Fungi grow in all manner of habitats – many gilled fungi appear on manure heaps and dung. Grassland species tend to occur on chalk and limestone pastures, although some do prefer acid soils. Certain fungi are found only on heaths, while others are confined to coastal sand dunes. The terrestrial toadstools are commonly seen in various types of woodland; many are associated with broad-leaved trees while others are specific to pine and fir woods.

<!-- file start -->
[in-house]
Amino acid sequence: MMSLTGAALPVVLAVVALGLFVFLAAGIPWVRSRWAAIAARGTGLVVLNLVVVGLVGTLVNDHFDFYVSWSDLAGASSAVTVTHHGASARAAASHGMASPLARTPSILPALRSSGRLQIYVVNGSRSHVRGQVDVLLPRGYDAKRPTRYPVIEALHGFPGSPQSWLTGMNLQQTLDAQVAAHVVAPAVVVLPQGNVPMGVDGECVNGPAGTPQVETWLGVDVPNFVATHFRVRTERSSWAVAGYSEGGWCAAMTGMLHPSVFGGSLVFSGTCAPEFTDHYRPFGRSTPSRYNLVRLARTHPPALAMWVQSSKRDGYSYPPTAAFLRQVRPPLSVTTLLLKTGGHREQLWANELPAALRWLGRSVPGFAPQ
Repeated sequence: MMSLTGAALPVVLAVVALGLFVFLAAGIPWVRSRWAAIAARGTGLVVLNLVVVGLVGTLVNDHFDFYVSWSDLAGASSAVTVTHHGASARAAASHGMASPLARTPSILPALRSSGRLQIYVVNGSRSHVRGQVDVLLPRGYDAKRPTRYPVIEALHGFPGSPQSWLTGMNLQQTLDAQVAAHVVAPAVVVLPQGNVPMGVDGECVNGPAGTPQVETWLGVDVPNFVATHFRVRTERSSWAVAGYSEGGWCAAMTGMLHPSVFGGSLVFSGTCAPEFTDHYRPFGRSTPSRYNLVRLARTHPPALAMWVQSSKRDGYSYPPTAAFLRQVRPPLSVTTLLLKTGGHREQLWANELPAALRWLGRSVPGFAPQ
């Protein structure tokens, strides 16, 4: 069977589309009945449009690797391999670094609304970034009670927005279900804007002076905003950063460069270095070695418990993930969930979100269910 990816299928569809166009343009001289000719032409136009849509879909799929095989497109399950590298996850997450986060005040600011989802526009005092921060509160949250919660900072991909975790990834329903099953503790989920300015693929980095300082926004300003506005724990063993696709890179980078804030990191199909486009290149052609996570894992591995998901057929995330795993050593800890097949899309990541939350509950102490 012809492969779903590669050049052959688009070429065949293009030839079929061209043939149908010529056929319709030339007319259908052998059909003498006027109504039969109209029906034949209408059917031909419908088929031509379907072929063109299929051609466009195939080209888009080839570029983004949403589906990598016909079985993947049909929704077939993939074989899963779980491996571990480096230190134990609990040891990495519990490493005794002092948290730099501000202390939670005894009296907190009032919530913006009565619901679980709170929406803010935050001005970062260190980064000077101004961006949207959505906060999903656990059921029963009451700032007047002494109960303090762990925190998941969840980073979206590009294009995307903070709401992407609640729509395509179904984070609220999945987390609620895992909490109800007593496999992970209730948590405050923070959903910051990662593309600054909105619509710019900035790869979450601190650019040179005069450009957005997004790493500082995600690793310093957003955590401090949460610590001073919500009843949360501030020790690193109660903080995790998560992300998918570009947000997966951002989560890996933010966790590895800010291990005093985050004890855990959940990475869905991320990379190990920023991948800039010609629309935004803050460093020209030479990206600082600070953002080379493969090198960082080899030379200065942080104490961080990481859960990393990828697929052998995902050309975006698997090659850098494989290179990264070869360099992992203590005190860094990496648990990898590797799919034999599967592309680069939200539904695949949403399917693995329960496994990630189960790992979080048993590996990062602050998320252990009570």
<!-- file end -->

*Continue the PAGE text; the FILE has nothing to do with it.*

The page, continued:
The techniques for finding woodland fungi depend on whether they are growing on the ground or high up a tree. Small ground-dwelling species are best located by careful observation rather than casual sweeping glances; attention should be focused on colours and shapes. Bracket fungi (example Chicken of the Woods) growing on tree trunks would be easily seen but may be overlooked if the observer does not look up! In a mature wood, most of the fungi will be found round the edge, along the rides and in the clearings, rather than beneath trees. Old oak and beech woods are particularly rewarding places; fallen trees and rotting wood should always be checked. It is worthwhile walking right round the base of mature trees searching for specimens which grow out, near to or at ground level, and also peering into hollow trunks.